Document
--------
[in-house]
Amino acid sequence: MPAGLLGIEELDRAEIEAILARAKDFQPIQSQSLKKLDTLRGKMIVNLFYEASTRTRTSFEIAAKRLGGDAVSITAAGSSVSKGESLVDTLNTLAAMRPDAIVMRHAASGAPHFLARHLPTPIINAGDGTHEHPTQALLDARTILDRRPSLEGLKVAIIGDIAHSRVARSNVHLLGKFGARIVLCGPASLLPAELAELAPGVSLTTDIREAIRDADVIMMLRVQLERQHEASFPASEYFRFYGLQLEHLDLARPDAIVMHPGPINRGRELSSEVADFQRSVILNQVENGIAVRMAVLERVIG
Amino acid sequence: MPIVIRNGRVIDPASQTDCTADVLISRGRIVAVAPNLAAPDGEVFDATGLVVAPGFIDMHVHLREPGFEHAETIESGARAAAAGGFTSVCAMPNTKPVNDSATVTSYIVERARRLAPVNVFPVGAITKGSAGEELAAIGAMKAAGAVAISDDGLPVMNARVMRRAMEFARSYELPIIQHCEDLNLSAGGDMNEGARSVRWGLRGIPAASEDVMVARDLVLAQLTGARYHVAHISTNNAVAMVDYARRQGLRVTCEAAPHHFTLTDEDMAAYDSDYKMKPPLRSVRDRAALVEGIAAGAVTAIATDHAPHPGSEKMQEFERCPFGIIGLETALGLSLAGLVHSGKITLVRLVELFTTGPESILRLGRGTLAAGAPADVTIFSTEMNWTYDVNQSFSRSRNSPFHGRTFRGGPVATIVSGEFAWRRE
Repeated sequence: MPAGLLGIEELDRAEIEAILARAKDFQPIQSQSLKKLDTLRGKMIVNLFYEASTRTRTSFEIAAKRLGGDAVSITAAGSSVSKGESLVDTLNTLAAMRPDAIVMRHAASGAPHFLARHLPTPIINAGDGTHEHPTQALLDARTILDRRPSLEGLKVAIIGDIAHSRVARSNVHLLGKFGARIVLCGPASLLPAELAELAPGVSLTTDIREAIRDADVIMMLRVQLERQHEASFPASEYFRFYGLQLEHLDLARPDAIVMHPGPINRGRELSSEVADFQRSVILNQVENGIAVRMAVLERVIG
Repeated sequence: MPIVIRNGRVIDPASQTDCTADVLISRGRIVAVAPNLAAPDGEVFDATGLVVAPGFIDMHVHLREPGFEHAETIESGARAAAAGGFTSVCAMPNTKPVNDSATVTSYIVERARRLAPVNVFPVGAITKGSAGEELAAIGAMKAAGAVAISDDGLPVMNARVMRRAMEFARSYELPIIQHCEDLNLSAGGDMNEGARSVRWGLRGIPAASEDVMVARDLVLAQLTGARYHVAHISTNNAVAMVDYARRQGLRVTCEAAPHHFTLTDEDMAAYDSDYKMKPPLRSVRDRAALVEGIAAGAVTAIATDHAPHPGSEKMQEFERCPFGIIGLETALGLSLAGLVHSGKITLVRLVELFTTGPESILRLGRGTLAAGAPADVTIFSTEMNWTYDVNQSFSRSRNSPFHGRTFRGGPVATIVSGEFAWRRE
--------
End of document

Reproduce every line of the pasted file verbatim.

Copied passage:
[in-house]
Amino acid sequence: MPAGLLGIEELDRAEIEAILARAKDFQPIQSQSLKKLDTLRGKMIVNLFYEASTRTRTSFEIAAKRLGGDAVSITAAGSSVSKGESLVDTLNTLAAMRPDAIVMRHAASGAPHFLARHLPTPIINAGDGTHEHPTQALLDARTILDRRPSLEGLKVAIIGDIAHSRVARSNVHLLGKFGARIVLCGPASLLPAELAELAPGVSLTTDIREAIRDADVIMMLRVQLERQHEASFPASEYFRFYGLQLEHLDLARPDAIVMHPGPINRGRELSSEVADFQRSVILNQVENGIAVRMAVLERVIG
Amino acid sequence: MPIVIRNGRVIDPASQTDCTADVLISRGRIVAVAPNLAAPDGEVFDATGLVVAPGFIDMHVHLREPGFEHAETIESGARAAAAGGFTSVCAMPNTKPVNDSATVTSYIVERARRLAPVNVFPVGAITKGSAGEELAAIGAMKAAGAVAISDDGLPVMNARVMRRAMEFARSYELPIIQHCEDLNLSAGGDMNEGARSVRWGLRGIPAASEDVMVARDLVLAQLTGARYHVAHISTNNAVAMVDYARRQGLRVTCEAAPHHFTLTDEDMAAYDSDYKMKPPLRSVRDRAALVEGIAAGAVTAIATDHAPHPGSEKMQEFERCPFGIIGLETALGLSLAGLVHSGKITLVRLVELFTTGPESILRLGRGTLAAGAPADVTIFSTEMNWTYDVNQSFSRSRNSPFHGRTFRGGPVATIVSGEFAWRRE
Repeated sequence: MPAGLLGIEELDRAEIEAILARAKDFQPIQSQSLKKLDTLRGKMIVNLFYEASTRTRTSFEIAAKRLGGDAVSITAAGSSVSKGESLVDTLNTLAAMRPDAIVMRHAASGAPHFLARHLPTPIINAGDGTHEHPTQALLDARTILDRRPSLEGLKVAIIGDIAHSRVARSNVHLLGKFGARIVLCGPASLLPAELAELAPGVSLTTDIREAIRDADVIMMLRVQLERQHEASFPASEYFRFYGLQLEHLDLARPDAIVMHPGPINRGRELSSEVADFQRSVILNQVENGIAVRMAVLERVIG
Repeated sequence: MPIVIRNGRVIDPASQTDCTADVLISRGRIVAVAPNLAAPDGEVFDATGLVVAPGFIDMHVHLREPGFEHAETIESGARAAAAGGFTSVCAMPNTKPVNDSATVTSYIVERARRLAPVNVFPVGAITKGSAGEELAAIGAMKAAGAVAISDDGLPVMNARVMRRAMEFARSYELPIIQHCEDLNLSAGGDMNEGARSVRWGLRGIPAASEDVMVARDLVLAQLTGARYHVAHISTNNAVAMVDYARRQGLRVTCEAAPHHFTLTDEDMAAYDSDYKMKPPLRSVRDRAALVEGIAAGAVTAIATDHAPHPGSEKMQEFERCPFGIIGLETALGLSLAGLVHSGKITLVRLVELFTTGPESILRLGRGTLAAGAPADVTIFSTEMNWTYDVNQSFSRSRNSPFHGRTFRGGPVATIVSGEFAWRRE